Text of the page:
So my reward-to-risk would be \$60/\$440, or 14%, as shown.

Each result column can be sorted in ascending or descending order.

You can remove or add columns by clicking on the column links:

Clicking the chart icon will show the payoff graph:

The current SPY price is at 412.

There is even a chart icon that brings up a candlestick chart of SPY:

It is a miniature embedded version of a TradingView chart.

You can save this scan and then have NinjaSpread notify you by email if new trades show up in this scan.

## Iron Condor

In this next example, I am looking for an iron condor with short legs out-of-the-money at the 10 to 20 delta for all stocks in the NinjaSpread database.

Note that Ninja Spread does not have data for all possible tickers.

However, it will not be a problem for all the more well-known tickers.

We check-marked “skip earnings” because we don’t want our iron condor to span any earnings dates.

Note that we say that we want the spread width to be either 5 points or 10 points wide by entering it as comma-separated values in the “Strike diff” field.

In the results, we click “Chart View” to show our results in this format.

We can scroll through the charts looking for the ones that look range-bound where we might want to enter into an iron condor.

## Earning Stats

If you go to the menu Tickers and Earnings Stats, it will show you stocks with upcoming earnings in the next 14 days:

Here, we see that Walmart (WMT) has earnings coming up in 6 days.

The implied move is expected to be 3.4%.

The average move on earnings based on the last 12 earnings is 3.6%

In previous earnings didn’t move much, only up 0.6%.

However, the earnings before that one moved a big 6.5%. We see that in the previous three earnings, it went up.

The table also shows IV (implied volatility) for those traders who want to sell high IV during earnings.

## Other Scans

You can look for backspreads where you are selling one option and buying two options:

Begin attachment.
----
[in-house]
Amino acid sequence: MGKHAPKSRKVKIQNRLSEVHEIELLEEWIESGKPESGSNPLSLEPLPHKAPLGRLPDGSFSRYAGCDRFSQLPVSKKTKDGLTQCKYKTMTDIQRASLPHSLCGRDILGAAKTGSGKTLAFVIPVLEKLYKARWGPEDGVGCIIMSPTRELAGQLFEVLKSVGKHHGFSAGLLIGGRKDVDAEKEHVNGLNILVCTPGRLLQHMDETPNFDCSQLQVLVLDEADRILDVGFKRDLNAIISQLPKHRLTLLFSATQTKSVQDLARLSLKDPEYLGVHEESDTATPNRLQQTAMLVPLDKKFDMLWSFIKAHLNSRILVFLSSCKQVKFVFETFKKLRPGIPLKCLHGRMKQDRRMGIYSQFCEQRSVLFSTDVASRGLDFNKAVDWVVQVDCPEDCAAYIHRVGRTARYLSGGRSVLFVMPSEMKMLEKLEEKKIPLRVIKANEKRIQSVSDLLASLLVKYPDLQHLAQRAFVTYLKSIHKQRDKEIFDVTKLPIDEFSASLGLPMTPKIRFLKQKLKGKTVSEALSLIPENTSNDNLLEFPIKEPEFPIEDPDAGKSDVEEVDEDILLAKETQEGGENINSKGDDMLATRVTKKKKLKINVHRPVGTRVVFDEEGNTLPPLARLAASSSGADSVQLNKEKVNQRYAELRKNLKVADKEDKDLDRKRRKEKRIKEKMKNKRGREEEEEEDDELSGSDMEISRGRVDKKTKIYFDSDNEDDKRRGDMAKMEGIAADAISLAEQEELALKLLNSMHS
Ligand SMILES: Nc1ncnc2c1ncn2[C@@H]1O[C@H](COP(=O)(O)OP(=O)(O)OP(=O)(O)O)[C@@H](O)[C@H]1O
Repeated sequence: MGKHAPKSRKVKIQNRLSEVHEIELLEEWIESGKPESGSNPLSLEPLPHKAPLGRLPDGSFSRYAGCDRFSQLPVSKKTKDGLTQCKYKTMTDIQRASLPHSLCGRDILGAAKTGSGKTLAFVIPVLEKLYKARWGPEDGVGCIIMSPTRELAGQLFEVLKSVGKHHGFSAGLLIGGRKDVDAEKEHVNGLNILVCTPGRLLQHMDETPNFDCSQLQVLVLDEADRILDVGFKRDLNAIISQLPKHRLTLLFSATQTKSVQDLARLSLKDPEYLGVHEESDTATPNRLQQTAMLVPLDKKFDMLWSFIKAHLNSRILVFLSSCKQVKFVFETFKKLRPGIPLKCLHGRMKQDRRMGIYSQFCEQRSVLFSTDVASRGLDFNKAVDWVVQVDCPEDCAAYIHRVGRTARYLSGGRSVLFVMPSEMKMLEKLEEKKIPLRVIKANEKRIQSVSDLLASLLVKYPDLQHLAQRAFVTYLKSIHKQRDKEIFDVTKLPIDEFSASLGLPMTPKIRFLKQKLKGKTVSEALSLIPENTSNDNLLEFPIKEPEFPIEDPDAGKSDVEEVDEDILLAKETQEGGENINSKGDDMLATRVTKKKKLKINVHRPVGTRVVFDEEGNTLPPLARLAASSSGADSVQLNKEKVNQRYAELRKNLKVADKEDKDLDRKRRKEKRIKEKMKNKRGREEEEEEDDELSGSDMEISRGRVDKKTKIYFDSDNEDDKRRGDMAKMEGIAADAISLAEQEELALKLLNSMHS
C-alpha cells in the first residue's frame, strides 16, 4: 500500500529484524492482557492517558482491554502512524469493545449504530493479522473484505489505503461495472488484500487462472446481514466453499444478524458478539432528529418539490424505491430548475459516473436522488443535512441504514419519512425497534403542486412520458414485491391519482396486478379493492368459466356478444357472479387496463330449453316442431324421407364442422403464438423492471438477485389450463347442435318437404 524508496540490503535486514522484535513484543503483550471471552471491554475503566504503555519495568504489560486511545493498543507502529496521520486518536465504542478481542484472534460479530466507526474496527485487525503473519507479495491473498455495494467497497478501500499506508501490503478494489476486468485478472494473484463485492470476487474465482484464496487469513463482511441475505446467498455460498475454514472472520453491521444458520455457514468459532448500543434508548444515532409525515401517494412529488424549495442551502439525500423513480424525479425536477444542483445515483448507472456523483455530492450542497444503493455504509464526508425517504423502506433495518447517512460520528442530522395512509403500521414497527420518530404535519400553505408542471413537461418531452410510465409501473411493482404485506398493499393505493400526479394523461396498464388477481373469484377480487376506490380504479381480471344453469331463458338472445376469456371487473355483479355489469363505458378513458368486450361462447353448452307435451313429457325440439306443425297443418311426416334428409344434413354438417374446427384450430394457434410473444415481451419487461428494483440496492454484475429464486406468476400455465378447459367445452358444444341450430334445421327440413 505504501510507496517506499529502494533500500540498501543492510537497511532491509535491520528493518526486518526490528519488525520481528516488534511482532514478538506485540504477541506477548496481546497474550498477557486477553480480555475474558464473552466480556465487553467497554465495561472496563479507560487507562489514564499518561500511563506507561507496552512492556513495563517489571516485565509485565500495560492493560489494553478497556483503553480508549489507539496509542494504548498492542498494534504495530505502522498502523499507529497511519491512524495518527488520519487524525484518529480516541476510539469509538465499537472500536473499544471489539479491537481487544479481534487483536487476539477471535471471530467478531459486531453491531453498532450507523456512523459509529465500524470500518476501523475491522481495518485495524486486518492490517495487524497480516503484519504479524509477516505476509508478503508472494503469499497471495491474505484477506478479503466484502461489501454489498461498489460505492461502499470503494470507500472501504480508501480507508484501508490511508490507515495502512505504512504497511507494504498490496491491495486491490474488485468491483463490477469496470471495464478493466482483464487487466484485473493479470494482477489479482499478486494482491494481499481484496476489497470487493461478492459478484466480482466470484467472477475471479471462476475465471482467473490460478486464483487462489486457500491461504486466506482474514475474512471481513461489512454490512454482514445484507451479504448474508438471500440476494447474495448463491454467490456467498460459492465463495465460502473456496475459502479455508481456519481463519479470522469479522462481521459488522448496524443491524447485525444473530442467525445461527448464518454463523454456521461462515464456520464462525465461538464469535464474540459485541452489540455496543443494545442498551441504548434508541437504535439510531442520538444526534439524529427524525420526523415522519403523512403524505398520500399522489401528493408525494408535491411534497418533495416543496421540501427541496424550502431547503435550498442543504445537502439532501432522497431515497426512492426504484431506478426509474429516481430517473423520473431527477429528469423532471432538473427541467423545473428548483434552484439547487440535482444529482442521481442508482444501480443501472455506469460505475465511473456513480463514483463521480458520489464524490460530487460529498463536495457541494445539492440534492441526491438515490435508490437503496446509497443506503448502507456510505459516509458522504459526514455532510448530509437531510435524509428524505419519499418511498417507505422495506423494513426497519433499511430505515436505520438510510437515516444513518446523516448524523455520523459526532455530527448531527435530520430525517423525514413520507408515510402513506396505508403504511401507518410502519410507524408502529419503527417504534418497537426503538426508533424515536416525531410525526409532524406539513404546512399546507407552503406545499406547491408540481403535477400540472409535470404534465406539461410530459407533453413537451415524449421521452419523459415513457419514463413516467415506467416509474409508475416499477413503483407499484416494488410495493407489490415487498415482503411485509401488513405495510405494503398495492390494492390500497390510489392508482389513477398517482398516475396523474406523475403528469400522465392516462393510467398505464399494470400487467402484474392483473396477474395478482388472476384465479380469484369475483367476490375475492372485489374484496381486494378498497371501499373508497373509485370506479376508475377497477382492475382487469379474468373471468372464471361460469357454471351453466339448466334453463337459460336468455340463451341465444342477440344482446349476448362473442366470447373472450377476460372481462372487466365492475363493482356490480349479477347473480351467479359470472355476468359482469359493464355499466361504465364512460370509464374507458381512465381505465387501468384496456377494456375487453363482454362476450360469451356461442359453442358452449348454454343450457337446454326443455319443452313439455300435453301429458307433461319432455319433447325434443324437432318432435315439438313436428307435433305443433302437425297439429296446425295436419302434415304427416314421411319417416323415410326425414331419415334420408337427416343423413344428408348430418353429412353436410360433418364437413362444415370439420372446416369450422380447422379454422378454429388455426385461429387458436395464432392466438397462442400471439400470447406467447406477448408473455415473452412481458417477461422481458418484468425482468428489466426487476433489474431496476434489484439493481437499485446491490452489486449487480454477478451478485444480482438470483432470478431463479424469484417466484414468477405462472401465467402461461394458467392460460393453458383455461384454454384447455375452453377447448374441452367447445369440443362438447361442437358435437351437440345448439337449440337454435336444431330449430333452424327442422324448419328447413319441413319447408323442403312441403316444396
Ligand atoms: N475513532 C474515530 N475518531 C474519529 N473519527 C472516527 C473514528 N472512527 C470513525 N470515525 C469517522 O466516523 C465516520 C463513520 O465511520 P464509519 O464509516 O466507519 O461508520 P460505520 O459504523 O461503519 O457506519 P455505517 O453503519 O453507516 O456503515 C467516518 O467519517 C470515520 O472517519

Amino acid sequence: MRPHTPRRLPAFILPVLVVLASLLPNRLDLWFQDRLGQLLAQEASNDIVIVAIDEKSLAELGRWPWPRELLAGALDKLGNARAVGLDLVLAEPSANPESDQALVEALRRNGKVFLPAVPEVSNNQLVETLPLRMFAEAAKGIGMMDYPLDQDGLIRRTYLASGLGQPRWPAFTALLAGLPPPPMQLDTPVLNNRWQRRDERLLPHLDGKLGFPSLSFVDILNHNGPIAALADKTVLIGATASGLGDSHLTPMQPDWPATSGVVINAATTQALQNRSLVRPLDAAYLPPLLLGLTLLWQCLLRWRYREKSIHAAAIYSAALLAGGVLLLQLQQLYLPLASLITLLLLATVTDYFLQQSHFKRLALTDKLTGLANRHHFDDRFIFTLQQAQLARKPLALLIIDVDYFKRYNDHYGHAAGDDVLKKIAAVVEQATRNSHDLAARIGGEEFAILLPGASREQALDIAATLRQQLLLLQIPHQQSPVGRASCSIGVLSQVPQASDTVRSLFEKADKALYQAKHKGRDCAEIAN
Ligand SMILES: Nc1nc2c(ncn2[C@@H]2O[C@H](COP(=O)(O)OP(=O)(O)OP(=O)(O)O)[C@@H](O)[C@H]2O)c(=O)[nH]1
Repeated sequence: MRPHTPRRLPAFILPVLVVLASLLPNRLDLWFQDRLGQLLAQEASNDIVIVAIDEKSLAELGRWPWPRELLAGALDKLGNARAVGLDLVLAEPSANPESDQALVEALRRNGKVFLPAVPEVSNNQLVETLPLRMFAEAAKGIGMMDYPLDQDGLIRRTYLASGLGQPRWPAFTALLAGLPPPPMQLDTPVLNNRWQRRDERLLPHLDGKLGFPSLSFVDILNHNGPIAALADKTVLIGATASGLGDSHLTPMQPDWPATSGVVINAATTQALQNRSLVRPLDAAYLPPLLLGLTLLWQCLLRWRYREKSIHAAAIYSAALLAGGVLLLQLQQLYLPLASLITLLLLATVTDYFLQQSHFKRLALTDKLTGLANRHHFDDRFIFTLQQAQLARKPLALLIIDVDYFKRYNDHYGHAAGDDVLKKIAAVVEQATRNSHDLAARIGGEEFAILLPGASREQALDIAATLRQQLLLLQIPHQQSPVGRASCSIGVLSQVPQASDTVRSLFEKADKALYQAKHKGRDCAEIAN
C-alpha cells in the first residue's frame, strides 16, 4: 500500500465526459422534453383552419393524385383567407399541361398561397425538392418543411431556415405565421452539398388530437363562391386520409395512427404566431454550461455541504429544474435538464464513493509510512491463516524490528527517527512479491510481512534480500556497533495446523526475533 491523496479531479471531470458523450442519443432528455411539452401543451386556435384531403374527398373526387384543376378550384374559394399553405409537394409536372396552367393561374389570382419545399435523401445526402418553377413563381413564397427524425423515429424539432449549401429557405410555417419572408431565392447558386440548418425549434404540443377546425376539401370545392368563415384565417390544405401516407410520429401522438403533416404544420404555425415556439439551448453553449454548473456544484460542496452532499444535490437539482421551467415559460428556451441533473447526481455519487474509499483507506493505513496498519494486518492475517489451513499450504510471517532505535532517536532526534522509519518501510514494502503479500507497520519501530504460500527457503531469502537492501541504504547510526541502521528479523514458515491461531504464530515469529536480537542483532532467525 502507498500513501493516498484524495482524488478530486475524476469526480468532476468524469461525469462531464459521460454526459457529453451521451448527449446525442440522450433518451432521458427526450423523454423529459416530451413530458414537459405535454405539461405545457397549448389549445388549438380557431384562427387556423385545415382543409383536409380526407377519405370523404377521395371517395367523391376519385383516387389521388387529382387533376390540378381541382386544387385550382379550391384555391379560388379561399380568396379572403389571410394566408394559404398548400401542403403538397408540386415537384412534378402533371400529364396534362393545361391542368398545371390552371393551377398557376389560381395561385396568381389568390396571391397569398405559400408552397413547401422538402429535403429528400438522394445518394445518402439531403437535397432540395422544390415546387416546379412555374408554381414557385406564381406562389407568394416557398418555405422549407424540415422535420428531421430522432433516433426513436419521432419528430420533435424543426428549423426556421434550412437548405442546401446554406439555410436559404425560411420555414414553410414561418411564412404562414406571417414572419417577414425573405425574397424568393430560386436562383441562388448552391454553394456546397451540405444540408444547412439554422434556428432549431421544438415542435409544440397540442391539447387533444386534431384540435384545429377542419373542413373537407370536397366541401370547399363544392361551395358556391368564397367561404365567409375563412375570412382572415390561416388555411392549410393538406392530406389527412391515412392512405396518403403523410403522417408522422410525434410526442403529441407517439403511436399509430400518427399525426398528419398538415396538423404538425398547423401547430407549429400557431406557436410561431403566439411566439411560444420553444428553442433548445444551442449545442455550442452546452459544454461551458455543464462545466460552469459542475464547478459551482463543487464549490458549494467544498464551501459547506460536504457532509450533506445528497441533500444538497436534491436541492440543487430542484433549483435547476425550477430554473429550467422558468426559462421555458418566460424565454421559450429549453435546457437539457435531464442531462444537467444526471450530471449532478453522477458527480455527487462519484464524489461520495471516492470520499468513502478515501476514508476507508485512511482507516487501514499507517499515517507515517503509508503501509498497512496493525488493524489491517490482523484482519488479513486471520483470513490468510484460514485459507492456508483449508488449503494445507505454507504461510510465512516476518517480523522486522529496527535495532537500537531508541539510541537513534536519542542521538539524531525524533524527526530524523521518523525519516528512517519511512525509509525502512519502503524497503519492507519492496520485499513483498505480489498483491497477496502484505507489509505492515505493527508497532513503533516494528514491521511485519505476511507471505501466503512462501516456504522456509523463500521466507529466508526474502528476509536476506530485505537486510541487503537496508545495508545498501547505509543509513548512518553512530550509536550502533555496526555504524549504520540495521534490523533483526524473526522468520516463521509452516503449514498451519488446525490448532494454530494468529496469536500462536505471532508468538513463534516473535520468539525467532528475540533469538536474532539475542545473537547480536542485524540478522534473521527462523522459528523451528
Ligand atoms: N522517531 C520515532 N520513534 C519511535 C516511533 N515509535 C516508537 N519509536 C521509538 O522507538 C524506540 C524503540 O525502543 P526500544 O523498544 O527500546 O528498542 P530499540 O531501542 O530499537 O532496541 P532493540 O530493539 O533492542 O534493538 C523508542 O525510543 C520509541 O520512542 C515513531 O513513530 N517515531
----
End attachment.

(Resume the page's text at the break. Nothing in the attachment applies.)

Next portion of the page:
Suppose we think SPY will go to \$415 in three days.

Shall we do a calendar, butterfly, or vertical?

Run the “Target” scan.

NinjaSpread will show you the metrics for the different strategies:

Looks like the butterfly has the best reward-to-risk ratio, with the possibility of winning \$90 by risking only \$10.

## Relative Value

You can find cheap calendars for SPY, SPX, QQQ, and IWM by check-marking the “Historical RV” box:

The results will display the “RV” value of the calendar.

RV is a relative value, which is the cost of the calendar divided by the asset price.

The lower the number, the lower the cost of the calendar relative to the underlying asset price.

It also shows you the “historical average RV” of a calendar of that type since 2019.

The first row in the above results shows that this calendar has an RV value of 0.075 when the average RV value is 0.234.

Therefore, this calendar is 68% cheaper than the average.

It might be a good deal to buy, and maybe that’s why it has such a high reward to risk of 5 times.

### Can I export the result to Excel?

Yes, or you can export it to CSV (comma-separated value) format.

### Can I send a spread that I like to my broker?

Yes and no.

It only populates the order so that you don’t have to waste time typing it in manually.

For ThinkOrSwim users, you might have noticed the ToS icon. It copies the spread to your clipboard, which you can paste as an order in your ThinkOrSwim platform.

### Can NinjaSpread scan for 0 DTE options?

As of the time of this writing in November 2023, it can only scan for 0 DTE SPX butterflies…

New features might still be added.

## Conclusion

They have a 14-day free trial that has full functionality.

But it will start charging after the free trial is over.

If you don’t want to enter payment information for the free trial, a demo login is available, which provides limited functionality with seven days old data.

If you are looking for a specific need, there is an email where you can always send them questions.

We hope you enjoyed this ninja spread review.